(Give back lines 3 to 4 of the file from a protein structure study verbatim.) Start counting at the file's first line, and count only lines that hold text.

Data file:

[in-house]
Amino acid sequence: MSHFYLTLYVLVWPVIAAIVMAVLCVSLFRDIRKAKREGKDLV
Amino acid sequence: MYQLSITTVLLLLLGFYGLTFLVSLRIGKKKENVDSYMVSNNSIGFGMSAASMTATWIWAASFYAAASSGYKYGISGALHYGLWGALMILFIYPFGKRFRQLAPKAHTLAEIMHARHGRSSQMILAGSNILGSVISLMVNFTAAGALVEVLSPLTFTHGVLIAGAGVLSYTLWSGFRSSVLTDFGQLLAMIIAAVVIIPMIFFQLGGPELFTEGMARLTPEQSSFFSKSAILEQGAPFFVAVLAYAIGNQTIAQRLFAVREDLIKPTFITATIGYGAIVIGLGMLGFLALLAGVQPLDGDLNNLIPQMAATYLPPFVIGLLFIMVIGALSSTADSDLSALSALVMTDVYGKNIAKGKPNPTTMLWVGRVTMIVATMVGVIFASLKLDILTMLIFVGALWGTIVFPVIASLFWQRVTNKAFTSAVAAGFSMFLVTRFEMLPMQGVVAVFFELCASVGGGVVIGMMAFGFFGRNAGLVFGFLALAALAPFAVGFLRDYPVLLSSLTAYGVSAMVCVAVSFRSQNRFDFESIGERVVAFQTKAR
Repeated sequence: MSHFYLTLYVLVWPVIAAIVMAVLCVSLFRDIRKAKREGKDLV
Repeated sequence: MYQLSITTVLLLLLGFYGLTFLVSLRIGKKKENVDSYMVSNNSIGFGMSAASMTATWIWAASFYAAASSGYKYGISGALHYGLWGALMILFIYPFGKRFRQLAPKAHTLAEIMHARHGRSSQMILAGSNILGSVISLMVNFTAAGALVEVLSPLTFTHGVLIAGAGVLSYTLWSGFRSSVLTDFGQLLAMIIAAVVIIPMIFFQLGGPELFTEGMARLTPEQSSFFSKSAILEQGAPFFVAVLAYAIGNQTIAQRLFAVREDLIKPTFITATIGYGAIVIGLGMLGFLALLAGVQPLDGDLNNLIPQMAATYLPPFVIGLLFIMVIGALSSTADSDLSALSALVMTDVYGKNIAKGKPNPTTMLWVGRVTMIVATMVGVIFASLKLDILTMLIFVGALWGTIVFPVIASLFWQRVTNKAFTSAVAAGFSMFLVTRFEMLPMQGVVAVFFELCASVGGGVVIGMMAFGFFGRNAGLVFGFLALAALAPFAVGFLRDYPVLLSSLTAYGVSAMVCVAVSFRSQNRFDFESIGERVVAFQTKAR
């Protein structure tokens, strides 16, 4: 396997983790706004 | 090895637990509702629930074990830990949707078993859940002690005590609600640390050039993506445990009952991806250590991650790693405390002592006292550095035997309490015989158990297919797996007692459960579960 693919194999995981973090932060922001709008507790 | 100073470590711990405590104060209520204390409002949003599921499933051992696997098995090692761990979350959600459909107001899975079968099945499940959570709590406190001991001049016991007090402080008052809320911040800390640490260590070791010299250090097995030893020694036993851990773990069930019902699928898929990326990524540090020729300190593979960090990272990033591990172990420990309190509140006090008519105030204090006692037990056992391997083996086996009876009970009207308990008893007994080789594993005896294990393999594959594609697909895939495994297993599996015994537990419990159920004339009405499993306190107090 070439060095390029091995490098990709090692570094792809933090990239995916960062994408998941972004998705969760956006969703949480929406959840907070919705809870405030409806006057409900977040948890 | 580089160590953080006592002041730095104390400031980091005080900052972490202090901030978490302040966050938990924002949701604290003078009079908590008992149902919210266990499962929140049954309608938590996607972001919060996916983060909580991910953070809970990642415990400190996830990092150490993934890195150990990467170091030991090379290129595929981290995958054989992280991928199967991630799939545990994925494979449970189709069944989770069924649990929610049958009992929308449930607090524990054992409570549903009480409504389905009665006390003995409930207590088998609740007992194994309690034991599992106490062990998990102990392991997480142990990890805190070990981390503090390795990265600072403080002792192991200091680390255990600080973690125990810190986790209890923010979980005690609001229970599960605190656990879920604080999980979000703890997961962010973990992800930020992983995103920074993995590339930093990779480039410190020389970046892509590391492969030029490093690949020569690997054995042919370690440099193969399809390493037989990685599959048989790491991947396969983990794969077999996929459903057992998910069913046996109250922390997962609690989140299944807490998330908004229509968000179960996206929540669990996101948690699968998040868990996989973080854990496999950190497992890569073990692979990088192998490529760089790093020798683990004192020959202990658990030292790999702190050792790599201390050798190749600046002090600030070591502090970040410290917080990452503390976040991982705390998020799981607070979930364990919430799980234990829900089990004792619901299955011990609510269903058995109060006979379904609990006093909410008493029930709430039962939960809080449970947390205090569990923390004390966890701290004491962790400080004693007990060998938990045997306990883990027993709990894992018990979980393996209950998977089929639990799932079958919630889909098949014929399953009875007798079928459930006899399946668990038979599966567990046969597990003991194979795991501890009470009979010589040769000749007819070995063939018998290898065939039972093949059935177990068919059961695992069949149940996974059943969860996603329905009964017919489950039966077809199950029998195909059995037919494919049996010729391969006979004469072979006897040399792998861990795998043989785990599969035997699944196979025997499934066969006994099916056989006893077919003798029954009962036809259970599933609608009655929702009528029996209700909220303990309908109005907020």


Amino acid sequence: MYQLSITTVLLLLLGFYGLTFLVSLRIGKKKENVDSYMVSNNSIGFGMSAASMTATWIWAASFYAAASSGYKYGISGALHYGLWGALMILFIYPFGKRFRQLAPKAHTLAEIMHARHGRSSQMILAGSNILGSVISLMVNFTAAGALVEVLSPLTFTHGVLIAGAGVLSYTLWSGFRSSVLTDFGQLLAMIIAAVVIIPMIFFQLGGPELFTEGMARLTPEQSSFFSKSAILEQGAPFFVAVLAYAIGNQTIAQRLFAVREDLIKPTFITATIGYGAIVIGLGMLGFLALLAGVQPLDGDLNNLIPQMAATYLPPFVIGLLFIMVIGALSSTADSDLSALSALVMTDVYGKNIAKGKPNPTTMLWVGRVTMIVATMVGVIFASLKLDILTMLIFVGALWGTIVFPVIASLFWQRVTNKAFTSAVAAGFSMFLVTRFEMLPMQGVVAVFFELCASVGGGVVIGMMAFGFFGRNAGLVFGFLALAALAPFAVGFLRDYPVLLSSLTAYGVSAMVCVAVSFRSQNRFDFESIGERVVAFQTKAR
Repeated sequence: MSHFYLTLYVLVWPVIAAIVMAVLCVSLFRDIRKAKREGKDLV